This is the 8th part of the Divisibility Rules Series. In this post, we discuss divisibility by 9.
When 10 is divided by 9, it gives a remainder of 1 since 10 = 9 + 1. Also, 100 divided by 9 gives a remainder of 1 since 100 = 99 + 1. Further, 1000 gives a remainder of 1 when divided by 9 since it can be expressed as 999 + 1. From the pattern, we can see that powers of 10 give a remainder of 1 when divided by 9 since they can be expressed as 999…9 + 1.
In addition, observe from the table that 20 divided by 9 is equal to 2, and 300 divided by 9 = 3, 5000 divided by 9 = 5. We can see that a positive integer n less than 9 multiplied by a power of 10 gives a remainder of n when divided by 9. Now since 3465 can be expressed as 3000 + 4000 + 60 + 5 = 3(103) + 4(102) + 6(101) + 5(100), we can use the expanded form to determine divisibility by 9. For example, in the second table, the remainders of the expansion are 3, 4, 6, and 5. We now take the sum of these remainders and see if they are divisible by 9. » Read more
This is the seventh post in the Divisibility Rules Series. In this post, we will discuss divisibility by 8.
A number is divisible by if the last three digits is divisible by . For example, is divisible by since is divisible by 8. On the other hand, is not divisible by since is not divisible by . Why is this so?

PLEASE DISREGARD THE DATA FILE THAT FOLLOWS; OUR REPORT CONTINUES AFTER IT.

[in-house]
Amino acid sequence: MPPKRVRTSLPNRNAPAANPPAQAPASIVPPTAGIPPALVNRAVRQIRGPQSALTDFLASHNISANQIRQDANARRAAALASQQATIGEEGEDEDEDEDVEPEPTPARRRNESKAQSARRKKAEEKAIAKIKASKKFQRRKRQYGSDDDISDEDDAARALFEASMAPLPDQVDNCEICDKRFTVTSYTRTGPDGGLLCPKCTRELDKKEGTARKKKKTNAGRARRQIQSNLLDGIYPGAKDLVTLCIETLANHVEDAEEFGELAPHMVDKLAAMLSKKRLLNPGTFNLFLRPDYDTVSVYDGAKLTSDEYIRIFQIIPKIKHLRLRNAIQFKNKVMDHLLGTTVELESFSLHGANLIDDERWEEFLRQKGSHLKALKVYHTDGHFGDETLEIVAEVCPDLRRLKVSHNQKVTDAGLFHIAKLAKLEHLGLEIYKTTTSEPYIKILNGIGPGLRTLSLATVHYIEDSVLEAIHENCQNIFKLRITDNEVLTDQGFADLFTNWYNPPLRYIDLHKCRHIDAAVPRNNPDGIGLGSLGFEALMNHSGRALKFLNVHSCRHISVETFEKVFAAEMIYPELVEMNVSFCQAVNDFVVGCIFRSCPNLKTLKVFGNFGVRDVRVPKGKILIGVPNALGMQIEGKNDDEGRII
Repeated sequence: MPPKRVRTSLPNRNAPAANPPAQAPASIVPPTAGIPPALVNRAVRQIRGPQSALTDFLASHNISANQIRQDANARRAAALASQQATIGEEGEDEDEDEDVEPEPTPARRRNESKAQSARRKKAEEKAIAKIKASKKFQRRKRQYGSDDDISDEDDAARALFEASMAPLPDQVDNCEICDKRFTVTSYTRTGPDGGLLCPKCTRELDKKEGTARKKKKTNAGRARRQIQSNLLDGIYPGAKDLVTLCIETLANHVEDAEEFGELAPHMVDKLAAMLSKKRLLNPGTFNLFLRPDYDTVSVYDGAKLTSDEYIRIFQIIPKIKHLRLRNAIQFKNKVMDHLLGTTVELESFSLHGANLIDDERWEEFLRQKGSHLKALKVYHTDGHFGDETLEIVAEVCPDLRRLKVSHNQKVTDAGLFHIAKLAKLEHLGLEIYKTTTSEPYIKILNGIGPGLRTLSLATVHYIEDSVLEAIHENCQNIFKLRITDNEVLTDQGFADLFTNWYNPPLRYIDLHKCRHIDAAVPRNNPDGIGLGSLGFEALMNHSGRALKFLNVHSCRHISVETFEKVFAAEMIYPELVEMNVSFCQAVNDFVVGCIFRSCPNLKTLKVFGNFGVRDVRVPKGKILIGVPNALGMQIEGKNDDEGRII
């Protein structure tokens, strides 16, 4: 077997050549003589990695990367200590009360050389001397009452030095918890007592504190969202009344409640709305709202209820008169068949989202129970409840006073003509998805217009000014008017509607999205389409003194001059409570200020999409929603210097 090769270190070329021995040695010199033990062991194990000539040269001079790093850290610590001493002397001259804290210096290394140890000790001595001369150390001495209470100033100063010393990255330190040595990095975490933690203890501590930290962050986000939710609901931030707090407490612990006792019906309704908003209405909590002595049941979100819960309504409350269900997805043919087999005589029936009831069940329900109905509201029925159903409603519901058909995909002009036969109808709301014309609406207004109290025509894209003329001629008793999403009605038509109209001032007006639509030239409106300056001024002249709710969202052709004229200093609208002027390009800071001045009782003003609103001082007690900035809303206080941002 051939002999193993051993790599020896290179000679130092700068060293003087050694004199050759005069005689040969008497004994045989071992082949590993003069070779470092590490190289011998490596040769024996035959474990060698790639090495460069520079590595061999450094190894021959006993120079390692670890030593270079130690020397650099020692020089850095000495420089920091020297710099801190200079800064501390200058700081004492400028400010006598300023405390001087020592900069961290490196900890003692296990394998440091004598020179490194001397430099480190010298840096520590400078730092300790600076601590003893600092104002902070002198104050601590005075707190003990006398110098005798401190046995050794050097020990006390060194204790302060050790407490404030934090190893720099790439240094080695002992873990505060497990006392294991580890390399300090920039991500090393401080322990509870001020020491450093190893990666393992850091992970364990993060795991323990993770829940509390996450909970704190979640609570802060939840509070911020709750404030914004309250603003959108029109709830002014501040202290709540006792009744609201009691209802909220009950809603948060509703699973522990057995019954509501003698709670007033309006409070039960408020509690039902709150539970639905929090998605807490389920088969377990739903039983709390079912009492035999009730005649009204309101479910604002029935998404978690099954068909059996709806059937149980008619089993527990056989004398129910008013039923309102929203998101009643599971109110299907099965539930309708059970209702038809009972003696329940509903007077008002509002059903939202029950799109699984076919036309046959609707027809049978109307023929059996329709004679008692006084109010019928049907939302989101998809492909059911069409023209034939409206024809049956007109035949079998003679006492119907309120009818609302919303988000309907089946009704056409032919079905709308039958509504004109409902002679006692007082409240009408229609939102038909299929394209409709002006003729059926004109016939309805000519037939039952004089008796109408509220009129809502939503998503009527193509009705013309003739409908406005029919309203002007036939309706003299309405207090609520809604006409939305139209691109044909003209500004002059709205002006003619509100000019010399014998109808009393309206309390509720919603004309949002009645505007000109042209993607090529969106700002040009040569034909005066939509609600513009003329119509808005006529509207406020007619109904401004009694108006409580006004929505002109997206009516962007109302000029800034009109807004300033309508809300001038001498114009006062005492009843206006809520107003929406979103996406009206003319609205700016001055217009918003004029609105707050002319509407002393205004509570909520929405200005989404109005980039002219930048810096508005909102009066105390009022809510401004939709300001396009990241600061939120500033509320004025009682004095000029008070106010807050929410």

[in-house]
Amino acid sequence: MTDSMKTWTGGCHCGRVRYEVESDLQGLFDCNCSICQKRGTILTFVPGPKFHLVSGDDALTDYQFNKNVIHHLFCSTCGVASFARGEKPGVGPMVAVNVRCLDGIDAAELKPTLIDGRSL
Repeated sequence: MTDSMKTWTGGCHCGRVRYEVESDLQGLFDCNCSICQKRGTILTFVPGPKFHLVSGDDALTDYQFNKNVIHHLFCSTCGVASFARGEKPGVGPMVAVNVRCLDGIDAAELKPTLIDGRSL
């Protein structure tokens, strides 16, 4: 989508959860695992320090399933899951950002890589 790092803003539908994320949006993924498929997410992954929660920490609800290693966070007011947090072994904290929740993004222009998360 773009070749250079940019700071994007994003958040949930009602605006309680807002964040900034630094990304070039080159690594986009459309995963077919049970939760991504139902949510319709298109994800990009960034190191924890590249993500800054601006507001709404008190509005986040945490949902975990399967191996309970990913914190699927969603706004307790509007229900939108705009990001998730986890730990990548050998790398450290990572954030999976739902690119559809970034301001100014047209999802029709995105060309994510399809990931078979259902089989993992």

Let us start with . First, we know that is divisible by . Therefore, , , , and all multiples of are divisible by . Since and is divisible by , we just have examine the last three digits. Notice that this is similar to . Since , and is divisible by , we are sure that it is not divisible by since the last three digits is not divisible by .
This observation can be generalized because all numbers greater than can be expressed as multiple of 1000 + three-digit number (the hundreds, tens, and ones). Since all multiples of are divisible by , we just have to examine the divisibility of the last three digit number.
Of course this observation is also similar with negative numbers. All negative numbers less than can can be expressed as multiple of -1000 + three-digit negative number.
This is the 6th post in the Divisibility Rules Series. In this post, we discuss divisibility by 7.
Simple steps are needed to check if a number is divisible by 7. First, multiply the rightmost (unit) digit by 2, and then subtract the product from the remaining digits. If the difference is divisible by 7, then the number is divisible by 7.
Example 1: Is 623 divisible by 7?
3 x 2 = 6
62 – 6 = 56
56 is divisible by 7, so 623 is divisible by 7.
If after the process above, the number is still large, and it is difficult if to know if it is divisible by 7, the steps can be repeated. We take the difference as the new number, we multiply the rightmost digit by 2, and then subtract from the remaining digits.
Example 2: Is 3423 divisible by 7?
3 x 2 = 6
342 – 6 = 336
We repeat the process for 336. We multiply 6 by 2 and then subtract it from 33.
6 x 2 = 12
33 – 12 = 21
21 is divisible by 7, so 3423 is divisible by 7.
Note that if the number is still large, this process can be repeated over and over again, until it is possible to determine if the remaining digits is divisible by 7. » Read more